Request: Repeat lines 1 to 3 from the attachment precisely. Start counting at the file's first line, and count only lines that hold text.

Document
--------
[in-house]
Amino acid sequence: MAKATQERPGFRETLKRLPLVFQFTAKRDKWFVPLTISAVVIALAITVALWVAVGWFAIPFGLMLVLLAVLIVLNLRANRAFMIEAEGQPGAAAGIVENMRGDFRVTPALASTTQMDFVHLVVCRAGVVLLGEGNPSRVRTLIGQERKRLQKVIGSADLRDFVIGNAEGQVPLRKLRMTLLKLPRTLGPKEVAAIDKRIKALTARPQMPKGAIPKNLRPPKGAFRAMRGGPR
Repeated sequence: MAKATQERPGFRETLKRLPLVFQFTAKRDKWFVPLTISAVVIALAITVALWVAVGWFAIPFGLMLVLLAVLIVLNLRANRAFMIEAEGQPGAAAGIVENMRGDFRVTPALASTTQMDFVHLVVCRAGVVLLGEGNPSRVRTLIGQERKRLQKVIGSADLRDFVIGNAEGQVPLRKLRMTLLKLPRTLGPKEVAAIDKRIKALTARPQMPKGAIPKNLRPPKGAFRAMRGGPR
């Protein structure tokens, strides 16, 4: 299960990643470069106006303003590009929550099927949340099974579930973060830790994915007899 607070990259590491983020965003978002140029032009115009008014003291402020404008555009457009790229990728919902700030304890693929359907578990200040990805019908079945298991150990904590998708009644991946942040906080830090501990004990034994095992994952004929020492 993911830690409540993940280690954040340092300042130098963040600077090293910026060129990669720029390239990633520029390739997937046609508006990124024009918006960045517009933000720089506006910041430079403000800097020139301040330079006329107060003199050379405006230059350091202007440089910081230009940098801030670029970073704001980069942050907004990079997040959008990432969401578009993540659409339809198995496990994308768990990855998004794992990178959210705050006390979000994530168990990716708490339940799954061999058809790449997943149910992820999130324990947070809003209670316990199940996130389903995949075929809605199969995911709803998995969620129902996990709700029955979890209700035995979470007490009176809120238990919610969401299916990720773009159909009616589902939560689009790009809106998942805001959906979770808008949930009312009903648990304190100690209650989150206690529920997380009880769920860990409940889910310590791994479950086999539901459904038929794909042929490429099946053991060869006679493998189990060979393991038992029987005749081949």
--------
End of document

[in-house]
Amino acid sequence: MAKATQERPGFRETLKRLPLVFQFTAKRDKWFVPLTISAVVIALAITVALWVAVGWFAIPFGLMLVLLAVLIVLNLRANRAFMIEAEGQPGAAAGIVENMRGDFRVTPALASTTQMDFVHLVVCRAGVVLLGEGNPSRVRTLIGQERKRLQKVIGSADLRDFVIGNAEGQVPLRKLRMTLLKLPRTLGPKEVAAIDKRIKALTARPQMPKGAIPKNLRPPKGAFRAMRGGPR
Repeated sequence: MAKATQERPGFRETLKRLPLVFQFTAKRDKWFVPLTISAVVIALAITVALWVAVGWFAIPFGLMLVLLAVLIVLNLRANRAFMIEAEGQPGAAAGIVENMRGDFRVTPALASTTQMDFVHLVVCRAGVVLLGEGNPSRVRTLIGQERKRLQKVIGSADLRDFVIGNAEGQVPLRKLRMTLLKLPRTLGPKEVAAIDKRIKALTARPQMPKGAIPKNLRPPKGAFRAMRGGPR